Arts Court won’t get federal money. The federal government will not fund the redevelopment of Arts Court, it told the city in a letter Tuesday.  The project was due to break ground this month, according to a schedule city council approved in 2011, but the city has been slow to finish plans for the $36-million renovation and the federal government was slow to respond when the city asked for $9 million from the Department of Canadian Heritage’s Canada Cultural Spaces Fund. Ottawa Citizen, July 9, 2013


Tower and Cell, Signifying Much More Than a Prison. To some people, the name of Angola, the Louisiana State Penitentiary, brings to mind the country’s oldest prison rodeo, which draws thousands of tourists while raising money for charity. Others think of it as a repository for fearsome criminals — murderers, rapists and kidnappers — who have earned their average sentence of 93 years. Many remember it as having once been one of the most brutal and corrupt institutions in the post-Civil War South, the nearest kin to slavery that could legally exist. All of these associations and more will compete when an old guard tower and a cell from the prison are installed in the forthcoming National African American Museum for History and Culture in Washington. New York Times, July 8, 2013


Jerszy Seymour Crosses Art & Design Lines in Berlin. `Featuring a dreamscape of rocks sprayed with fluorescent paint, hallucinogenic cacti, a bed, animal skulls and other oddities, Jerszy Seymour’s installation at Crone essentially invited gallery-goers to explore the inside of his brain. In contrast to the hierarchical Freudian sense of the brain, Seymour’s installation is a non-hierarchical mess of systems, inputs and outward projections, the faulty lines between memories, daydreams, desire and reality hopelessly blurred.`Canadian Art, July 9, 2013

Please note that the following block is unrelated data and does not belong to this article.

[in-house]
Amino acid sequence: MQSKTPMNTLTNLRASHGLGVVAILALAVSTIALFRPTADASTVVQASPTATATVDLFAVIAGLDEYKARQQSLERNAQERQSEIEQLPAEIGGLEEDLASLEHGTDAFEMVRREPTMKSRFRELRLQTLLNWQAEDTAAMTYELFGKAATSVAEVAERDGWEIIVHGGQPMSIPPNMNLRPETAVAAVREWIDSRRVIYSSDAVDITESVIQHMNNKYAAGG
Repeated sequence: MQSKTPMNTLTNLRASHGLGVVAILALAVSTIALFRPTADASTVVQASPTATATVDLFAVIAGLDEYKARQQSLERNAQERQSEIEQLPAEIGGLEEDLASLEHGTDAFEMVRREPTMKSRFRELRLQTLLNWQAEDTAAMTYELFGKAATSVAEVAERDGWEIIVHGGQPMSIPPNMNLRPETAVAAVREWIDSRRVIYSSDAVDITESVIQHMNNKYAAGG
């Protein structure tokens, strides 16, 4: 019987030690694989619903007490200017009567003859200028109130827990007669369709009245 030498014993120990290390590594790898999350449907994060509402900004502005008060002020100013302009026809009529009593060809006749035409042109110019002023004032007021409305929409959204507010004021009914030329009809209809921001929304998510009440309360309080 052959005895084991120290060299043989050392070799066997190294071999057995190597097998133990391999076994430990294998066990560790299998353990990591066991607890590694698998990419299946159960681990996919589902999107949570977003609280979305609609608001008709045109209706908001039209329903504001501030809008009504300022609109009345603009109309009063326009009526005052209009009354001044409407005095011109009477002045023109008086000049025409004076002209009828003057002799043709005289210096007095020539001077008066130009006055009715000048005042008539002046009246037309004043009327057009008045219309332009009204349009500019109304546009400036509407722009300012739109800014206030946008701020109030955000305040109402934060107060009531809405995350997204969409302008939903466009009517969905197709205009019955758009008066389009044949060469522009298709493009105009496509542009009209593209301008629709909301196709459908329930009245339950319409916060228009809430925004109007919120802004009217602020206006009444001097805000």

Zaha Hadid buys The Design Museum. The Design Museum has been located in a former banana ripening factory at London’s Shad Thames, near London Bridge, since it opened in 1989. On Tuesday, the museum announced it was selling the building to Zaha Hadid Architects. Telegraph, July 9, 2013

Alan Fletcher: The Man Who Taught People How to Look. Anyone who was lucky enough to spot an advertisement for Pirelli slippers on the side of London’s double-decker buses in the early 1960s may well have wondered exactly what they were seeing. Positioned beneath the heads and shoulders of six passengers traveling on the top deck were images of the lower bodies of people sitting on the tops of letters that spelled “Pirelli slippers.” Each of them was wearing said slippers. Striking, witty and memorable, it was an ingenious idea deftly executed by a young graphic designer named Alan Fletcher who went on to become one of the most dynamic forces in British design until his death in 2006. As well as creating equally adroit graphics for such bastions of the establishment as the Victoria & Albert Museum and the Institute of Directors, Fletcher published a series of best-selling books in which he encouraged other people to share his relish for the visual elements of life. New York Times, July 7, 2013